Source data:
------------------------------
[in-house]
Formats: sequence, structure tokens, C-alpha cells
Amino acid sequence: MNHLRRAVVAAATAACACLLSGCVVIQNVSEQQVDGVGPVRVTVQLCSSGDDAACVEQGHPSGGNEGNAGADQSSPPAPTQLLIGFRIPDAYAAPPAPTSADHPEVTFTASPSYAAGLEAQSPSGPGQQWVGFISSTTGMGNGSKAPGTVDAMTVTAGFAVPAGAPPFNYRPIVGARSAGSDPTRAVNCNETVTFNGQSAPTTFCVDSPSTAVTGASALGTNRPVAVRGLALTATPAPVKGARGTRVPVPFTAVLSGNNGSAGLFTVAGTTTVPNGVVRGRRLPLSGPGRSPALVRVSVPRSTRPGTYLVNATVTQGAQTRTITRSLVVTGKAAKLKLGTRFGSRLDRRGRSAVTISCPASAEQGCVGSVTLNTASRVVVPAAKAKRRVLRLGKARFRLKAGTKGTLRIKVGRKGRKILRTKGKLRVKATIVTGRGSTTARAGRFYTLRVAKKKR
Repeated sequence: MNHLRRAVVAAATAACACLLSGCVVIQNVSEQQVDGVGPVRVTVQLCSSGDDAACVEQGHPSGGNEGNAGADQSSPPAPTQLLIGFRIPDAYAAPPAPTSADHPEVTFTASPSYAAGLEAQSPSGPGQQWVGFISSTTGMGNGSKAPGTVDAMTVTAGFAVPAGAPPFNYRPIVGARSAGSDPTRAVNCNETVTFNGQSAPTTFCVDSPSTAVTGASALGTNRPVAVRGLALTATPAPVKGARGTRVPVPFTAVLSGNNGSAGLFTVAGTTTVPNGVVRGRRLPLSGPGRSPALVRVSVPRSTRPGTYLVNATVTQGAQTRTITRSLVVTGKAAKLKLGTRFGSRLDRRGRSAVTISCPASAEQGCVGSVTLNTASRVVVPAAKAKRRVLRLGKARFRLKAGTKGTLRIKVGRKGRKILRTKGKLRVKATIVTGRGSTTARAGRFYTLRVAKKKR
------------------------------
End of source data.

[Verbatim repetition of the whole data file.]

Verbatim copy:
[in-house]
Formats: sequence, structure tokens, C-alpha cells
Amino acid sequence: MNHLRRAVVAAATAACACLLSGCVVIQNVSEQQVDGVGPVRVTVQLCSSGDDAACVEQGHPSGGNEGNAGADQSSPPAPTQLLIGFRIPDAYAAPPAPTSADHPEVTFTASPSYAAGLEAQSPSGPGQQWVGFISSTTGMGNGSKAPGTVDAMTVTAGFAVPAGAPPFNYRPIVGARSAGSDPTRAVNCNETVTFNGQSAPTTFCVDSPSTAVTGASALGTNRPVAVRGLALTATPAPVKGARGTRVPVPFTAVLSGNNGSAGLFTVAGTTTVPNGVVRGRRLPLSGPGRSPALVRVSVPRSTRPGTYLVNATVTQGAQTRTITRSLVVTGKAAKLKLGTRFGSRLDRRGRSAVTISCPASAEQGCVGSVTLNTASRVVVPAAKAKRRVLRLGKARFRLKAGTKGTLRIKVGRKGRKILRTKGKLRVKATIVTGRGSTTARAGRFYTLRVAKKKR
Repeated sequence: MNHLRRAVVAAATAACACLLSGCVVIQNVSEQQVDGVGPVRVTVQLCSSGDDAACVEQGHPSGGNEGNAGADQSSPPAPTQLLIGFRIPDAYAAPPAPTSADHPEVTFTASPSYAAGLEAQSPSGPGQQWVGFISSTTGMGNGSKAPGTVDAMTVTAGFAVPAGAPPFNYRPIVGARSAGSDPTRAVNCNETVTFNGQSAPTTFCVDSPSTAVTGASALGTNRPVAVRGLALTATPAPVKGARGTRVPVPFTAVLSGNNGSAGLFTVAGTTTVPNGVVRGRRLPLSGPGRSPALVRVSVPRSTRPGTYLVNATVTQGAQTRTITRSLVVTGKAAKLKLGTRFGSRLDRRGRSAVTISCPASAEQGCVGSVTLNTASRVVVPAAKAKRRVLRLGKARFRLKAGTKGTLRIKVGRKGRKILRTKGKLRVKATIVTGRGSTTARAGRFYTLRVAKKKR